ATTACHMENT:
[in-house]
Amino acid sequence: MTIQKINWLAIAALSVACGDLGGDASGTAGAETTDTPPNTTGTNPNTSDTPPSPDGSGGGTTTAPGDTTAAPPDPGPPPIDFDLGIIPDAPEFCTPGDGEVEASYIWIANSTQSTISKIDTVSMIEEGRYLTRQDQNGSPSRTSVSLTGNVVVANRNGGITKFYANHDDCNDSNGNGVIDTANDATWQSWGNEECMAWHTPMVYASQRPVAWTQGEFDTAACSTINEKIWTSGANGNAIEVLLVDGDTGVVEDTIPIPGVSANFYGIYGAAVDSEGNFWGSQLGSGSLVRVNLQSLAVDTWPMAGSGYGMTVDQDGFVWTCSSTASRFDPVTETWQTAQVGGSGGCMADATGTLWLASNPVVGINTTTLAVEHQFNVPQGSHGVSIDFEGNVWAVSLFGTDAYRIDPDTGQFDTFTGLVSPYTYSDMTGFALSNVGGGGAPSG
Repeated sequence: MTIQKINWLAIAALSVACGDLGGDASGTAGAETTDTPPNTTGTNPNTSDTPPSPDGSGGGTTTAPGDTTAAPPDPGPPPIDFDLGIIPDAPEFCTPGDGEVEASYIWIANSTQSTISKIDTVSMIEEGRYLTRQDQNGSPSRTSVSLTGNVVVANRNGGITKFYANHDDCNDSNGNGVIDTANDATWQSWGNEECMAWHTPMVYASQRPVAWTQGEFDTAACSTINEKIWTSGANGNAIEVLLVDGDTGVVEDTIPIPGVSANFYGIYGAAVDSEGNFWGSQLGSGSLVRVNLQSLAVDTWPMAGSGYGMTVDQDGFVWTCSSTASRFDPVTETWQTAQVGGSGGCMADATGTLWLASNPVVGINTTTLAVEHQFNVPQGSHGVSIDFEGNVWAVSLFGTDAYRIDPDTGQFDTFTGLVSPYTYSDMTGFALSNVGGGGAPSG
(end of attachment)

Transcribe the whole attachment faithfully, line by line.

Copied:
[in-house]
Amino acid sequence: MTIQKINWLAIAALSVACGDLGGDASGTAGAETTDTPPNTTGTNPNTSDTPPSPDGSGGGTTTAPGDTTAAPPDPGPPPIDFDLGIIPDAPEFCTPGDGEVEASYIWIANSTQSTISKIDTVSMIEEGRYLTRQDQNGSPSRTSVSLTGNVVVANRNGGITKFYANHDDCNDSNGNGVIDTANDATWQSWGNEECMAWHTPMVYASQRPVAWTQGEFDTAACSTINEKIWTSGANGNAIEVLLVDGDTGVVEDTIPIPGVSANFYGIYGAAVDSEGNFWGSQLGSGSLVRVNLQSLAVDTWPMAGSGYGMTVDQDGFVWTCSSTASRFDPVTETWQTAQVGGSGGCMADATGTLWLASNPVVGINTTTLAVEHQFNVPQGSHGVSIDFEGNVWAVSLFGTDAYRIDPDTGQFDTFTGLVSPYTYSDMTGFALSNVGGGGAPSG
Repeated sequence: MTIQKINWLAIAALSVACGDLGGDASGTAGAETTDTPPNTTGTNPNTSDTPPSPDGSGGGTTTAPGDTTAAPPDPGPPPIDFDLGIIPDAPEFCTPGDGEVEASYIWIANSTQSTISKIDTVSMIEEGRYLTRQDQNGSPSRTSVSLTGNVVVANRNGGITKFYANHDDCNDSNGNGVIDTANDATWQSWGNEECMAWHTPMVYASQRPVAWTQGEFDTAACSTINEKIWTSGANGNAIEVLLVDGDTGVVEDTIPIPGVSANFYGIYGAAVDSEGNFWGSQLGSGSLVRVNLQSLAVDTWPMAGSGYGMTVDQDGFVWTCSSTASRFDPVTETWQTAQVGGSGGCMADATGTLWLASNPVVGINTTTLAVEHQFNVPQGSHGVSIDFEGNVWAVSLFGTDAYRIDPDTGQFDTFTGLVSPYTYSDMTGFALSNVGGGGAPSG